Moscow — Russian President Vladimir Putin has reiterated Moscow’s commitment to an agreement with the Organization of the Petroleum Exporting Countries, OPEC, on keeping production at a certain level, saying his country will not immediately increase oil output after the United States ends sanctions waivers for buyers of Iranian crude next month.
“Russia is ready to meet the needs of not just China, but of all our partners around the world,” Putin told reporters on the sidelines of a summit in the Chinese capital of Beijing on Saturday, adding, “We currently produce 1.5 million barrels of oil per day and we can produce more. We have colossal potential.”
“But we have an agreement with OPEC to maintain production at a certain level and this agreement is in force until July,” the Russian president pointed out.
The administration of US President Donald Trump said in a statement on April 22 that, in a bid to reduce Iran’s oil exports to zero, buyers of Iranian oil must stop purchases by May 1 or face sanctions, ending six months of waivers which allowed Iran’s eight biggest buyers — Turkey, China, Greece, India, Italy, Japan, South Korea and Taiwan — to continue importing limited volumes.
PressTV-US ends sanctions waivers for Iran oil imports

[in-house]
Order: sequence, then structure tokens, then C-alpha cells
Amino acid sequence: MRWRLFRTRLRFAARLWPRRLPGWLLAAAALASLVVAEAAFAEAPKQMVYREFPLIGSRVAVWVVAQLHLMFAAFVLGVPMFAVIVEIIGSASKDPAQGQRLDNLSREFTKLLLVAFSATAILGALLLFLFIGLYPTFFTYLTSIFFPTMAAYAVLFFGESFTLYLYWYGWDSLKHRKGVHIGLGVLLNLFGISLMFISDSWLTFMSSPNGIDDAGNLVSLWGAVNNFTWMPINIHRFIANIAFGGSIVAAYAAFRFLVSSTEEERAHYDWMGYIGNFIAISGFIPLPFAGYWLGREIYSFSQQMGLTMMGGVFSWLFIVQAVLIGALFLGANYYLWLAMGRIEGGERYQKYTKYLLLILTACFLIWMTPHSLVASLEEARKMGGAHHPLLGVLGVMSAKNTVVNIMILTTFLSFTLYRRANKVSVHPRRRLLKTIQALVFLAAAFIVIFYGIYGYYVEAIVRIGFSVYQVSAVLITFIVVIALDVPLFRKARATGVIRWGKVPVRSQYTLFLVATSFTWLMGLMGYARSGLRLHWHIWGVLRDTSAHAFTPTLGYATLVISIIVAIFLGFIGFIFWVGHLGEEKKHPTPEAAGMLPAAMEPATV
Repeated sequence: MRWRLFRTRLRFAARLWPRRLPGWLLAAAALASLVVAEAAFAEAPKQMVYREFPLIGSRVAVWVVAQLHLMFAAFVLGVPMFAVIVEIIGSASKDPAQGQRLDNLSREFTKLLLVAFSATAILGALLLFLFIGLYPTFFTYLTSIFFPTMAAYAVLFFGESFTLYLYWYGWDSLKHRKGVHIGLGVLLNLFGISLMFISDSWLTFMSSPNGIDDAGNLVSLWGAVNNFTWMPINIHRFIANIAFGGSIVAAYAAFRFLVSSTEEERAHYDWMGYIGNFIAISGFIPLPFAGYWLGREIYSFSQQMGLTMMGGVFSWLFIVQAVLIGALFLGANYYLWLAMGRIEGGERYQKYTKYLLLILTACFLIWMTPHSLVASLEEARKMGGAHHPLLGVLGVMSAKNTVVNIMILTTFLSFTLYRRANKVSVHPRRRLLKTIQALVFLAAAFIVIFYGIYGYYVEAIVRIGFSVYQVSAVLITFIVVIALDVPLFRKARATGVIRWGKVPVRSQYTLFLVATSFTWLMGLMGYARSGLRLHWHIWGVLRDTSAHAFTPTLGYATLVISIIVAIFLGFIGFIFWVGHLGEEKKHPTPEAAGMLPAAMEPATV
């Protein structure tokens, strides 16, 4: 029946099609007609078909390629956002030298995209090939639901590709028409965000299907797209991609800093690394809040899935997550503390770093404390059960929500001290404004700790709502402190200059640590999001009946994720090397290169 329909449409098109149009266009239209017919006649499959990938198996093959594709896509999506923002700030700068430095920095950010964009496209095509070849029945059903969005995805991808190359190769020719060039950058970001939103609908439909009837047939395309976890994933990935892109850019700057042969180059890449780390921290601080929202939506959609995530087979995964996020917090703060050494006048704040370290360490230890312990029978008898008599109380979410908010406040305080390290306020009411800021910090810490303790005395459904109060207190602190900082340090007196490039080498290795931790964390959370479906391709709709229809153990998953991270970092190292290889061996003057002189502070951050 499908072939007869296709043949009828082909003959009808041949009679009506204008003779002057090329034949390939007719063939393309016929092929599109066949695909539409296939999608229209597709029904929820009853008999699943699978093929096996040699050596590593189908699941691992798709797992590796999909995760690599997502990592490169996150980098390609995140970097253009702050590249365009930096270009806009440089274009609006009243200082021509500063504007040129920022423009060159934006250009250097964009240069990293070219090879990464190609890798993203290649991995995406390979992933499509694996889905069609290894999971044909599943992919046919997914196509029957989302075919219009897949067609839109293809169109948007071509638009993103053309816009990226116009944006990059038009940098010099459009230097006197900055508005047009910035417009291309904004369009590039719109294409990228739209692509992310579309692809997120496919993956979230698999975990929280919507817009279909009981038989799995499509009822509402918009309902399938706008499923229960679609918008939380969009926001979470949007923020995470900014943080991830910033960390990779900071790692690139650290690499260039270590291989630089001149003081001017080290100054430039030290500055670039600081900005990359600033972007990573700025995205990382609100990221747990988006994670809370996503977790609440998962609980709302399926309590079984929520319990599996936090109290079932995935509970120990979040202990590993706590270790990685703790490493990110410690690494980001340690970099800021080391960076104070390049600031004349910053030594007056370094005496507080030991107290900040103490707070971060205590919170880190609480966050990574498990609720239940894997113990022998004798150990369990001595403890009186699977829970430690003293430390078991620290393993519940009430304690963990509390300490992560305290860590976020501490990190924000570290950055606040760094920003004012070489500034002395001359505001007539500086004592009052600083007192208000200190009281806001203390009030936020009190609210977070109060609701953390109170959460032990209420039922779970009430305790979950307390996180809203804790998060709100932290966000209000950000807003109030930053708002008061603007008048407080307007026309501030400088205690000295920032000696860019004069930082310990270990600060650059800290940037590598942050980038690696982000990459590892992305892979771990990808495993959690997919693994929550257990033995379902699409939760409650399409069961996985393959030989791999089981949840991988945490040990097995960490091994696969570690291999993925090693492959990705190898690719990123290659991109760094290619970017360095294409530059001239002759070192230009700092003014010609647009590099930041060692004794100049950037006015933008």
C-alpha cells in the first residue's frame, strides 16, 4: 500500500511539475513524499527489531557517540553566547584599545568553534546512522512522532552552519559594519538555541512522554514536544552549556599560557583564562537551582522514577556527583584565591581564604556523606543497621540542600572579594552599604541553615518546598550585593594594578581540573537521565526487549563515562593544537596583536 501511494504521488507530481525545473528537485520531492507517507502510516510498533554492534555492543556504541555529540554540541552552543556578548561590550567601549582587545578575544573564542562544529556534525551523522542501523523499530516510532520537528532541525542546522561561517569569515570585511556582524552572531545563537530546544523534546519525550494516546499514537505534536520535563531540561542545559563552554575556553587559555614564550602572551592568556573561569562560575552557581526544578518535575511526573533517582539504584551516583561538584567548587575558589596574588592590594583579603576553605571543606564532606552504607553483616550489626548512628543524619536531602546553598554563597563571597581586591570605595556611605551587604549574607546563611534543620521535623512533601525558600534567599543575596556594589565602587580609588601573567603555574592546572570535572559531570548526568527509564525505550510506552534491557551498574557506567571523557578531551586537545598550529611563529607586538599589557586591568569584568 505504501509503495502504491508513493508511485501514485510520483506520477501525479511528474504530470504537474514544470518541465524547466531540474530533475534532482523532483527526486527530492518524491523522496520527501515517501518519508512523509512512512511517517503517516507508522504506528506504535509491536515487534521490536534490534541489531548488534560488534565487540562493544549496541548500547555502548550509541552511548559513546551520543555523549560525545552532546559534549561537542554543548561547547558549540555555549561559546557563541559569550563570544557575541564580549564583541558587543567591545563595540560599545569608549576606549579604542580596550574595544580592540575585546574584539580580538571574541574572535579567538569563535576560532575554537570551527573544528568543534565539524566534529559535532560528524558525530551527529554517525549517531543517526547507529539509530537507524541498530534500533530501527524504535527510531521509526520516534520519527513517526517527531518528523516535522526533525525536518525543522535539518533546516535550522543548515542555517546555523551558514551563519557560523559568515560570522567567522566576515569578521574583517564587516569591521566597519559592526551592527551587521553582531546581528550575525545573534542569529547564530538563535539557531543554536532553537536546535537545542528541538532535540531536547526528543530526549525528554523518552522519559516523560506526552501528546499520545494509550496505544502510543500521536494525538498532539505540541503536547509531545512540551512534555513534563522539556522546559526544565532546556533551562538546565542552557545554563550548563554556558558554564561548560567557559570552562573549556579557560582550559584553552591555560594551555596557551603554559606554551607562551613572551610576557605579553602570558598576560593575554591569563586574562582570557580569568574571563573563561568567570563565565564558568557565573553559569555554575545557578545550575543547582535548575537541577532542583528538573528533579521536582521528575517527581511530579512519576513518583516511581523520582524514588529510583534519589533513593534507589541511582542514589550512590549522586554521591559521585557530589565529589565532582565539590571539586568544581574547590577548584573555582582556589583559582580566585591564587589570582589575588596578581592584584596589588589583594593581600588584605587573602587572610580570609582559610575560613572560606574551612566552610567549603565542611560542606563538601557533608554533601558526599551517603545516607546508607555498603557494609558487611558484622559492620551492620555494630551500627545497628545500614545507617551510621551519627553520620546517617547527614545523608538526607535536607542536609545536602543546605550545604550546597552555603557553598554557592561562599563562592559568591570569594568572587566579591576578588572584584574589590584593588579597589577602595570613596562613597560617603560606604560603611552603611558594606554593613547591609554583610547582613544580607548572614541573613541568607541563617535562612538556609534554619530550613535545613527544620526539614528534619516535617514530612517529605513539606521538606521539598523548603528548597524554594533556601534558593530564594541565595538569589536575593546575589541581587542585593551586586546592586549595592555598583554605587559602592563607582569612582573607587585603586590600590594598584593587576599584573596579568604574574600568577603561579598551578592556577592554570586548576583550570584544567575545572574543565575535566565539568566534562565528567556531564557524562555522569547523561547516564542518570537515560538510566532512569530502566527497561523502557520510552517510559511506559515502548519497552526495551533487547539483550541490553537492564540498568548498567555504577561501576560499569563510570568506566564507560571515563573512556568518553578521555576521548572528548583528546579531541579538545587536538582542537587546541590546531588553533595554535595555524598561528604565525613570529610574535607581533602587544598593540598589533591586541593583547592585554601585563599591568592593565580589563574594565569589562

The White House says US President Donald Trump will not reissue waivers for Iran’s oil imports.
“The United States, Saudi Arabia, and the United Arab Emirates … along with our friends and allies, are committed to ensuring that global oil markets remain adequately supplied,” the White House statement said, adding, “We have agreed to take timely action to assure that global demand is met as all Iranian oil is removed from the market.”
In May last year, Washington unilaterally withdrew from a multilateral nuclear accord, officially known as the Joint Comprehensive Plan of Action (JCPOA) between Iran and six world powers that mainly guarantees Iran’s oil sales in return for a number of concessions by Iran and the lifting of US sanctions on the country.
Last November, the US enforced sanctions targeting the Islamic Republic’s banking and energy sector. However, it granted waivers to the eight major importers of Iran’s oil, fearing market instability.